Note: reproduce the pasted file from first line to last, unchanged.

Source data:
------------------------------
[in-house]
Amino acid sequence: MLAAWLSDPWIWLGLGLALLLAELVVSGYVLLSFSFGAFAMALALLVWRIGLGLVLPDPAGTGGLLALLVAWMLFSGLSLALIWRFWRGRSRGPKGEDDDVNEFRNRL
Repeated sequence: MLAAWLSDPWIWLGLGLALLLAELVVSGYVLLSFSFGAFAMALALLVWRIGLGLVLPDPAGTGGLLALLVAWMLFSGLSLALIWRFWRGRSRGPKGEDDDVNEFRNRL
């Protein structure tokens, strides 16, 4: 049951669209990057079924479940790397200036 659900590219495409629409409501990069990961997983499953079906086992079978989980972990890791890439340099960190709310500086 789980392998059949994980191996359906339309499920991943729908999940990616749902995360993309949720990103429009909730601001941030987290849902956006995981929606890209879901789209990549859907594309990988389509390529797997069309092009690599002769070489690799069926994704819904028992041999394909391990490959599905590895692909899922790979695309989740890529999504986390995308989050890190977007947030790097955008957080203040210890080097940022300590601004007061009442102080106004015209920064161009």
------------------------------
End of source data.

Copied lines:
[in-house]
Amino acid sequence: MLAAWLSDPWIWLGLGLALLLAELVVSGYVLLSFSFGAFAMALALLVWRIGLGLVLPDPAGTGGLLALLVAWMLFSGLSLALIWRFWRGRSRGPKGEDDDVNEFRNRL
Repeated sequence: MLAAWLSDPWIWLGLGLALLLAELVVSGYVLLSFSFGAFAMALALLVWRIGLGLVLPDPAGTGGLLALLVAWMLFSGLSLALIWRFWRGRSRGPKGEDDDVNEFRNRL
């Protein structure tokens, strides 16, 4: 049951669209990057079924479940790397200036 659900590219495409629409409501990069990961997983499953079906086992079978989980972990890791890439340099960190709310500086 789980392998059949994980191996359906339309499920991943729908999940990616749902995360993309949720990103429009909730601001941030987290849902956006995981929606890209879901789209990549859907594309990988389509390529797997069309092009690599002769070489690799069926994704819904028992041999394909391990490959599905590895692909899922790979695309989740890529999504986390995308989050890190977007947030790097955008957080203040210890080097940022300590601004007061009442102080106004015209920064161009």